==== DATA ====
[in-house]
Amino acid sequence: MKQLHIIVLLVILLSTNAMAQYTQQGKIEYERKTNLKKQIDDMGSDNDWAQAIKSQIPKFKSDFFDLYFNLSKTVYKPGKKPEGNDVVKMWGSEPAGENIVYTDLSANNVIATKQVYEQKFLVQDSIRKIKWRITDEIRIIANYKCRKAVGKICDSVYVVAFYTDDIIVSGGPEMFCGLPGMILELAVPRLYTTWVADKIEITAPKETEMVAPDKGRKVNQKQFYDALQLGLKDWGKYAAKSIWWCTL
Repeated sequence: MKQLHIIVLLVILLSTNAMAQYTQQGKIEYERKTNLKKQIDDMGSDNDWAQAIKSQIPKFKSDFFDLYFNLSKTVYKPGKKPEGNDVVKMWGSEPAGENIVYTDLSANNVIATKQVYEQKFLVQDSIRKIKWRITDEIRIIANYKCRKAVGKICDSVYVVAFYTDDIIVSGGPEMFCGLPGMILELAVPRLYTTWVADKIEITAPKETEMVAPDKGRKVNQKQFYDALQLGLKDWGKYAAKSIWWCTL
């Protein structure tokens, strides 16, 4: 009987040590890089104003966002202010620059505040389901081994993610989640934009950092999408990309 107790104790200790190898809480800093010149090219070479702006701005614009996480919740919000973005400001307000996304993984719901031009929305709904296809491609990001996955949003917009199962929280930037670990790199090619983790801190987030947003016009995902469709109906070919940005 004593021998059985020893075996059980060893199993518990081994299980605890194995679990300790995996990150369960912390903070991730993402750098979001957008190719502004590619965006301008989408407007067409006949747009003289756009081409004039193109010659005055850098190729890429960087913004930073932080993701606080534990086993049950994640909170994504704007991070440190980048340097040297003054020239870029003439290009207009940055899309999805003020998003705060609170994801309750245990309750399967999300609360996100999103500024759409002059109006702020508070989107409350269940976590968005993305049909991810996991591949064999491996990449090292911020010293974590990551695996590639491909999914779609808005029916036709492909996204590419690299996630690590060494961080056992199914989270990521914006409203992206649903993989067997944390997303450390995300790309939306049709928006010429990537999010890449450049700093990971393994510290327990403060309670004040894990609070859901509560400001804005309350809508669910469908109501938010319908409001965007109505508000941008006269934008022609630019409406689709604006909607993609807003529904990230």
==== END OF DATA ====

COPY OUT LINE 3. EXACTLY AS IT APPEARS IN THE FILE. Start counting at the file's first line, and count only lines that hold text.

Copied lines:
Repeated sequence: MKQLHIIVLLVILLSTNAMAQYTQQGKIEYERKTNLKKQIDDMGSDNDWAQAIKSQIPKFKSDFFDLYFNLSKTVYKPGKKPEGNDVVKMWGSEPAGENIVYTDLSANNVIATKQVYEQKFLVQDSIRKIKWRITDEIRIIANYKCRKAVGKICDSVYVVAFYTDDIIVSGGPEMFCGLPGMILELAVPRLYTTWVADKIEITAPKETEMVAPDKGRKVNQKQFYDALQLGLKDWGKYAAKSIWWCTL